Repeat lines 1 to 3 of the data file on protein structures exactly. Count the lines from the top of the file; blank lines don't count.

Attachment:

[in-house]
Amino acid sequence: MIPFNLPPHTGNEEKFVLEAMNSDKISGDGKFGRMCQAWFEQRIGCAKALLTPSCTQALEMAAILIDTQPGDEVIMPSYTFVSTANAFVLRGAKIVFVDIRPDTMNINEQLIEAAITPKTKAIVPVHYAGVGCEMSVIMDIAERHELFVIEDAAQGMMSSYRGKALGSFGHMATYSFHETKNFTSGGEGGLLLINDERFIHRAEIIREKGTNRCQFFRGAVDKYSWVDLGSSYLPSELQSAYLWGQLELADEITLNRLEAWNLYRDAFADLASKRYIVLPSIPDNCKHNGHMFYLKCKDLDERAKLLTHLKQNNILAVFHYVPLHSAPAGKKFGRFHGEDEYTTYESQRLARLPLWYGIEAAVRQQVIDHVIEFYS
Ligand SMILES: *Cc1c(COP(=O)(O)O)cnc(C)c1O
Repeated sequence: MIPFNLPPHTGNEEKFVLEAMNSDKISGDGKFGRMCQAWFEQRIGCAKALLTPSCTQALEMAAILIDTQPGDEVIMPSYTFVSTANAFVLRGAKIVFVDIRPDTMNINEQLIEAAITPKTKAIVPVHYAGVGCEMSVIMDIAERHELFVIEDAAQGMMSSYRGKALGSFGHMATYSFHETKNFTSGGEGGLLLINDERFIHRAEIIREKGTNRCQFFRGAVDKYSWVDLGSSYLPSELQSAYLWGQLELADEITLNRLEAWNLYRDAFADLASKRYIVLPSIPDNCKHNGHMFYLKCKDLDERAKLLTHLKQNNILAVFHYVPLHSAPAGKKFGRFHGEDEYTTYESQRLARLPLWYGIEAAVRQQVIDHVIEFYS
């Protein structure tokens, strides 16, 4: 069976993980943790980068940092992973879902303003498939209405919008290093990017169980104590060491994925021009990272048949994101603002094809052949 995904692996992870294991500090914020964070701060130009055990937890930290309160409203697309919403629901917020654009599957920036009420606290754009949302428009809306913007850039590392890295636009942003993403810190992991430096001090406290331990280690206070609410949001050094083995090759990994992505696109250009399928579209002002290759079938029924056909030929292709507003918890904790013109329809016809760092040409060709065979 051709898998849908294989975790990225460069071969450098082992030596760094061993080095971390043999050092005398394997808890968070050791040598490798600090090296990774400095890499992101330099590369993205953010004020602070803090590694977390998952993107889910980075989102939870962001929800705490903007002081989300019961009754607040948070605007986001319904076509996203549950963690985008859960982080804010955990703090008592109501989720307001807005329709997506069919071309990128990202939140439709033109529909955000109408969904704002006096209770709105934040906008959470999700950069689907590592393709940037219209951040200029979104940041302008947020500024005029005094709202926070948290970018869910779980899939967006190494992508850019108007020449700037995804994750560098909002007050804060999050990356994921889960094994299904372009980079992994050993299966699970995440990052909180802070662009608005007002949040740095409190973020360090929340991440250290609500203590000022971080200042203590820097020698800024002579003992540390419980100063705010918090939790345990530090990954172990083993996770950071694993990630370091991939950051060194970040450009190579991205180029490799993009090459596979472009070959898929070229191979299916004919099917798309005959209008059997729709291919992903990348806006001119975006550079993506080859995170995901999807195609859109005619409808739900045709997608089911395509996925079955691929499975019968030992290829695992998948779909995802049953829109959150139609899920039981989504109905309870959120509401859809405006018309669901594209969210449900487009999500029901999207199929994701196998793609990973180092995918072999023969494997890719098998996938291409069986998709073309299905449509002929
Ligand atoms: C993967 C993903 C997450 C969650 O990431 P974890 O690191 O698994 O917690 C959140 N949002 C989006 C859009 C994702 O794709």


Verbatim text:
[in-house]
Amino acid sequence: MIPFNLPPHTGNEEKFVLEAMNSDKISGDGKFGRMCQAWFEQRIGCAKALLTPSCTQALEMAAILIDTQPGDEVIMPSYTFVSTANAFVLRGAKIVFVDIRPDTMNINEQLIEAAITPKTKAIVPVHYAGVGCEMSVIMDIAERHELFVIEDAAQGMMSSYRGKALGSFGHMATYSFHETKNFTSGGEGGLLLINDERFIHRAEIIREKGTNRCQFFRGAVDKYSWVDLGSSYLPSELQSAYLWGQLELADEITLNRLEAWNLYRDAFADLASKRYIVLPSIPDNCKHNGHMFYLKCKDLDERAKLLTHLKQNNILAVFHYVPLHSAPAGKKFGRFHGEDEYTTYESQRLARLPLWYGIEAAVRQQVIDHVIEFYS
Ligand SMILES: *Cc1c(COP(=O)(O)O)cnc(C)c1O